Im an american student who will be abroad during Y2Kgreenspun.com : LUSENET : TimeBomb 2000 (Y2000) : One Thread
I am an american student who is studying abroad and will probably not be able to make it back home this christmas. i am in scotland and am wondering if they are prepared at all over here for Y2K i've tried to find out some info but there is nothing to be found accept for a flyer the UK gov. sent out telling people not to freak out. I dont know if I should take any extra precautions seen i will be alone here. On the other hand i may get the chance to fly home right around New Years, does anyone know how safe it really is to fly during this time. I would appriciate some one who knows what the real deal is to give me some feed back, thanks
-- student (Snowden222@aol.com), November 27, 1999
Do yourself a favor and dropout for a semester.
-- Charles R. (email@example.com), November 27, 1999.
Either get home or learn to enjoy haggis. There's probably worse places to be.
-- Dog Gone (firstname.lastname@example.org), November 27, 1999.
I learned a lot of really great things while studying a broad. It's definitely worth the risks. :-)
-- Hawk (email@example.com), November 27, 1999.
Since this person cannot spell, I presume it is Poole [or one of his crew}. If it is real, just hang tough, no problems with the Scots.
-- Z1X4Y7 (Z1X4Y7@aol.com), November 27, 1999.
As for flying home, which side of the rollover? Before is certainly a better risk than after.
Talk to school officials, find out what contingency plans there might be for foreign students without any other domicile in the UK, if the school had to suddenly close. Look at the fine print in your contracts with them. Work on your local friendships, and see if there is anyone who could take you home with them in an emergency. Be prepared to "go native."
-- Firemouse (firstname.lastname@example.org), November 27, 1999.
Also, make sure you have the phone numbers of the US Embassy before the rollover, and see if they have any plans such as emergency radio frequencies that you could contact them on. Find some contact information for local hams both in Scotland and at home, so that if communications go down you have a chance to contact your family.
-- Firemouse (email@example.com), November 27, 1999.
You're going to be a broad next year? Won't you feel kind of silly wearing a dress?
-- Rodney Dangerfield (firstname.lastname@example.org), November 27, 1999.
---if you are going to be there in scotland, see if you can get a partime job on an estate someplace. From what I understand, there's no such thing as public parks or woods there. (not sure, I believe this is true). anywhoo, get thee on an estate, they are probably already equipped with stores, generators, gardens, etc. Plus, there actually might be some shotguns there for some sort of protection. And ALWAYS have a bugout bag with you. Not sure if you have a car or not, at least you probably have a good mountain bike I bet. Get the panniers, front and rear, so you can ride with the weight distributed properly. Have about a weeks rations, a poncho, compass,maps, extra dry socks and stuff, a good sleeping bag, some emergency repair stuff for the bike,a small but good water filter like a PUR Scout, a coupla canteens, some small med supplies, vitamins, several sharp knives and a way to keep them sharp, flashlight and battery radio, and good cigarette lighters and matches in a can, small army surplus mess kit and cup---stuff like that. Pack well, and think about what you pack.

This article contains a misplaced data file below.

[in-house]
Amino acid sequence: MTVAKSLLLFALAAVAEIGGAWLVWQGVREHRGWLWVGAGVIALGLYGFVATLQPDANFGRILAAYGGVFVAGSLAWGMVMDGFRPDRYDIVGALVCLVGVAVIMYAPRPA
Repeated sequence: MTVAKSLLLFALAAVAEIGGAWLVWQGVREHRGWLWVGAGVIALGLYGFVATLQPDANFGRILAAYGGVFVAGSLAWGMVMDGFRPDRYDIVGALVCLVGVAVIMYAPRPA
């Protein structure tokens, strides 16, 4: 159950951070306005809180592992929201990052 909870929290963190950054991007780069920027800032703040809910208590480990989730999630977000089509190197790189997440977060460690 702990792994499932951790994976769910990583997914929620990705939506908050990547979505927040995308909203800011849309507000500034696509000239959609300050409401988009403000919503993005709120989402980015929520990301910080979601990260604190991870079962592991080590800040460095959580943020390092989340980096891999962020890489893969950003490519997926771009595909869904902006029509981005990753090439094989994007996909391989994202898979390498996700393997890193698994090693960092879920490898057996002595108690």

The estate or farm job is the better bet, though, and you'll be there through Christmas and New Years rollover anyway, give events a chance to sort themselves out, one way or the other. Good luck, and p.s. it's only poaching if you're caught!(think *salmon* and *rabbits*)
-- zog (email@example.com), November 27, 1999.
What is this? Lets terrify a student day? Look, I have one in LA, one in Florida, and one not so far away. Your education will ALWAYS be the most important thing for you to take care of until it is done. Spend your time in the library. Study the OLD books. Take care of your major and enjoy the Scotts.
My plaid is very old... Erskine, Keepers of the Royal Family for four generations. Just take care of business, take no thought of tomorrow for you have NO control over it. It may be well, it may present problems, never the less, it is not yours to control.
-- osiris (...@.......), November 27, 1999.
If I had to choose between Scotland & the U.S... It would be a close call. Might be tempted to stay there. I love the highlands, all sane people do.
BTW, your grammar sucks. Hope you're not an English major.
-- Ireland (firstname.lastname@example.org), November 27, 1999.
The Minister responsible for Scotland went ballistic [in comparative terms :)] in the UK Cabinet last year, demanding in a written protest that his Cabinet colleagues scrap their plans to reduce the number of Scottish Territorial Army [yeah - I know they've got a new name for them now, but I'm old-fashioned enough to stick with what was instantly familiar to everyone for a long time :)] regiments in Scotland as part of British Army cost-reduction and "rationaization" plans, saying in no uncertain terms that he would need those 'disciplined bodies of men' in Scotland when the millennial bug hit. Amazingly, in breach of Cabinet confidentiality, his memo got leaked to the press, and he then backed it up publicly. So he obviously wasn't expecting the best...
And as I recollect, the barracks at Edinburgh Castle [boy, do I miss those annual Tattoos - I always thought that the Guards majestically outmarched the Scottish regiments, the Scots' bands easily outplayed the English, and the plucky little Ghurkas always stole the show from everyone else :)] are now being prepared for use as a 'millennial mortuary'.
-- John Whitley (email@example.com), November 27, 1999.